Effective Strategies for Cooperative Download to improve delivery ratio and time

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Effective Strategies for Cooperative Download to improve delivery ratio and time

Effective Strategies for Cooperative Download

to improve delivery ratio and time

Rekha M S Department of CSE

BNM Institute of Technology Bangalore

Vehicular networks are spontaneously formed between moving vehicles equipped with wireless interfaces that could be of homogeneous or heterogeneous technologies. These Networks, also known as VANETs (Vehicular Ad hoc Networks), are considered as one of the ad hoc networks real life applications enabling communications among nearby vehicles as well as between vehicles and nearby fixed equipments, usually described as roadside equipment. Among the possible applications of infrastructure-based opportunistic vehicular networks, we focus on that of cooperative download.

In this paper, we focus on the download of large- sized files from the Internet. More precisely, we consider a urban scenario, where users aboard cars can exploit roadside Access Points (APs) to access the servers that host the desired contents. We consider that the coverage provided by the roadside APs is intermittent: this is often the case, since, in presence of large urban, suburban and rural areas, a

Mona K Asst.Prof

Department of CSE BNM Institute of Technology

Bangalore

pervasive deployment of APs dedicated to vehicular access is often impractical, for economic and technical reasons. We also assume that not all on-board users download large files all the time: indeed, one can expect a behavior similar to that observed in wired networks, where the portion of queries for large contents is small . As a result, only a minor percentage of APs is simultaneously involved in direct data transfers to downloader cars in their respective coverage area, and the majority of APs is instead idle.

Within such a context, we study how opportunistic vehicle-to-vehicle communication can complement the infrastructure-basedconnectivity, so to speed up the download process. We exploit the APs inactivity periods to transmit, to cars within range of idle APs, pieces of the data being currently downloaded by other vehicles. Cars that obtain information chunks this way can then transport the data in a carry&forward fashion, and deliver it to the destination vehicle, exploiting opportunistic contacts with it, as in Fig. 1. We remark that the concept of cooperative download in vehicular networks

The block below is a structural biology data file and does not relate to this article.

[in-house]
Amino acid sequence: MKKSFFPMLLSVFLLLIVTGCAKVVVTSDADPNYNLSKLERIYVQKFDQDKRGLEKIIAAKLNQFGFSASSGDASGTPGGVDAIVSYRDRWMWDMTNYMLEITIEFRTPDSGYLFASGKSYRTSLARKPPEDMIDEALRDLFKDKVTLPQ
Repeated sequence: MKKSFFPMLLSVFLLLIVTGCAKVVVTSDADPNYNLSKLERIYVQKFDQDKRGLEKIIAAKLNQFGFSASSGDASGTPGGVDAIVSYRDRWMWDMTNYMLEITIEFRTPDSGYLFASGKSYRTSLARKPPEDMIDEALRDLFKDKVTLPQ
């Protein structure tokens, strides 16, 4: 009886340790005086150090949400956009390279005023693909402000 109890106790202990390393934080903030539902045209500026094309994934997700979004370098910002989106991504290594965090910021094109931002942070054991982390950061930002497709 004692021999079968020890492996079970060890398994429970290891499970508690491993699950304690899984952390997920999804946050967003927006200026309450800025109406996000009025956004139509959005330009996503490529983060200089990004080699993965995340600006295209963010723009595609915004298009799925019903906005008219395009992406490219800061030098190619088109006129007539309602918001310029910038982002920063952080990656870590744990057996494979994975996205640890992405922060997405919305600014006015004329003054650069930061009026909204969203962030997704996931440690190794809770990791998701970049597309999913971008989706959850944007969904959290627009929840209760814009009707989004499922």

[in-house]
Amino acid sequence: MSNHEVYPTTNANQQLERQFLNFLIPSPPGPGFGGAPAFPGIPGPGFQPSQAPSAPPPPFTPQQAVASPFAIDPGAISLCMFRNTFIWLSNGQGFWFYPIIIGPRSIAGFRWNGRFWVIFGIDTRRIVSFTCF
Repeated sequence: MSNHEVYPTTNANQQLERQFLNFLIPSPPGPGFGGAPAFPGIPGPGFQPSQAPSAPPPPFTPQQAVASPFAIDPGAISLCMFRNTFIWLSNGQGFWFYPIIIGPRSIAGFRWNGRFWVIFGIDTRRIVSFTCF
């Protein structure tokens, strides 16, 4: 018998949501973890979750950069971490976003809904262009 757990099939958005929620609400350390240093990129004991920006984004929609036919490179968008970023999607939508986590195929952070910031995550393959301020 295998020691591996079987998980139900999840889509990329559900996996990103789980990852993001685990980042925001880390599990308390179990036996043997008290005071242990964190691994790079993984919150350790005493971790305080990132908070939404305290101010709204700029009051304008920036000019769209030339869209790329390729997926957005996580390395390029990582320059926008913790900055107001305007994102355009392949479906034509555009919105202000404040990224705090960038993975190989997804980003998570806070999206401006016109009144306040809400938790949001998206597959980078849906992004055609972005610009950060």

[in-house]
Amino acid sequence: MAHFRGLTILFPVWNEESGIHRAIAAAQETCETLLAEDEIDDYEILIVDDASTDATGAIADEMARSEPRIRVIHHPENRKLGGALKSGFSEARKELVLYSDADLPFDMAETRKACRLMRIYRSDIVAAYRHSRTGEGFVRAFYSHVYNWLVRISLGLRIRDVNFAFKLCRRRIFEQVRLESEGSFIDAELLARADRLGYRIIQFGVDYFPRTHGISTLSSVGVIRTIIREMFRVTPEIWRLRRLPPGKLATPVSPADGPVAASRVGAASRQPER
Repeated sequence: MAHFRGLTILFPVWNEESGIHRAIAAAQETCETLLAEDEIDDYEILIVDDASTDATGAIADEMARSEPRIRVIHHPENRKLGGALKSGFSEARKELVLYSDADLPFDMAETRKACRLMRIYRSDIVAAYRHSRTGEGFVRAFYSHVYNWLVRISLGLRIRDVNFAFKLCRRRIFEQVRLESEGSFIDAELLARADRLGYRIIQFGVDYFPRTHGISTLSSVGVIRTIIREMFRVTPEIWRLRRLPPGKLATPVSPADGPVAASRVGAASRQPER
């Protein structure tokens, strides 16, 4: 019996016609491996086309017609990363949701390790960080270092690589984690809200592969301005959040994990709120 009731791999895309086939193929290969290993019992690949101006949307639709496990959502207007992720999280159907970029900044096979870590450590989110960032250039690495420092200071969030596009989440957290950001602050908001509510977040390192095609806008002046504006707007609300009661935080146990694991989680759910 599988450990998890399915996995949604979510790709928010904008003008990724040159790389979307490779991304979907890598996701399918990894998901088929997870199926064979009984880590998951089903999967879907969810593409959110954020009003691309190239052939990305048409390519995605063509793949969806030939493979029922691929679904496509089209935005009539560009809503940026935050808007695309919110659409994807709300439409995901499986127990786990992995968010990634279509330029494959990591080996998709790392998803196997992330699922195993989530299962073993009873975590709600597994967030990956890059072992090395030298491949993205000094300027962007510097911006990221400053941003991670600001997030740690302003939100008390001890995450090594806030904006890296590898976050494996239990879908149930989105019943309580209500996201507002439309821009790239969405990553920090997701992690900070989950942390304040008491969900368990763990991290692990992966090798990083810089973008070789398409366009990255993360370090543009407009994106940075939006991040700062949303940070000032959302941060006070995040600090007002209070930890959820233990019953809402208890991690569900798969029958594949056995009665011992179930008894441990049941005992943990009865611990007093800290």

Fig. 1.Example of cooperative download in an urban environment. Vehicle a downloads part of some content from AP A, through a direct link. The idle AP B then gives another portion of the same content to a local vehicle b. When b encounters a, vehicle-to-vehicle communication is employed to transfer to a the data carried by b

  1. The cooperative download of contents from users aboard vehicles has been first studied in [1], that introduced SPAWN, a protocol for cooperative content retrieval and sharing among users aboard vehicles. However, their approach is hardly comparable with ours, as it (i) considers

    unidirectional traffic over highways, while we focus on more challenging urban environments, and (ii) proposes a solution inspired by peer to peer networking, assuming that all on-road vehicles are active down loaders of the same contents, whereas our work is more oriented to opportunistic communications.

    In [2], the upload of small-sized contents from vehicles to roadside gateways, rather than the large downloads we target.

    However, most of works focus on routing delay- tolerant information in vehicular networks, while none copes with the problem of cooperative download. Also, techniques for Medium Access Control it [3] utilizes the concept of cooperative communication tailored for vehicular networks, especially for gateway downloading scenarios. VC- MAC leverages the broadcast nature of the wireless medium to maximize the system throughput. The spatial and user diversity are exploited by the concurrent cooperative relaying to overcome the unreliability of the wireless channel in vehicular networks.

    In [4] propose a novel network coding based co- operative content distribution scheme called VANETCODE. The randomization introduced by the coding scheme makes distribution efficient. Their scheme also leverages on the broadcast nature of the wireless medium to expedite the dissemination of the encoded blocks amongst the one-hop neighbors and is entirely independent of routing.

    Finally, since we study the impact of the infrastructure deployment on the cooperative download, our work also relates to the topic of AP placement in vehicular networks. In [5], the authors studied the impact of random AP deployments on data routing in urban road topologies: we will prove that such an approach is inefficient when targeting cooperative download. More complex solutions for the deployment of APs over road topologies have been proposed in [6], to favor delay-tolerant data exchange among vehicles, and in [7], for information dissemination purposes.

  2. In this we first devise a technique for APs deployment, based on vehicular traffic flows analysis, which fosters cooperative download. Then, we propose and evaluate different algorithms for carriers selection and chunk scheduling in carry &forward data transfers.

    APs deployment: urban roads are not all identical, as some are more congested than others, some are bidirectional and others one-way, some have higher speed limits than others. This must be taken into

    account when deploying APs, since diverse plannings of the infrastructure can yield dramatic differences in terms of download rate achieved by vehicles. APs deployment techniques must be thus devised to favor the cooperative download process among vehicles;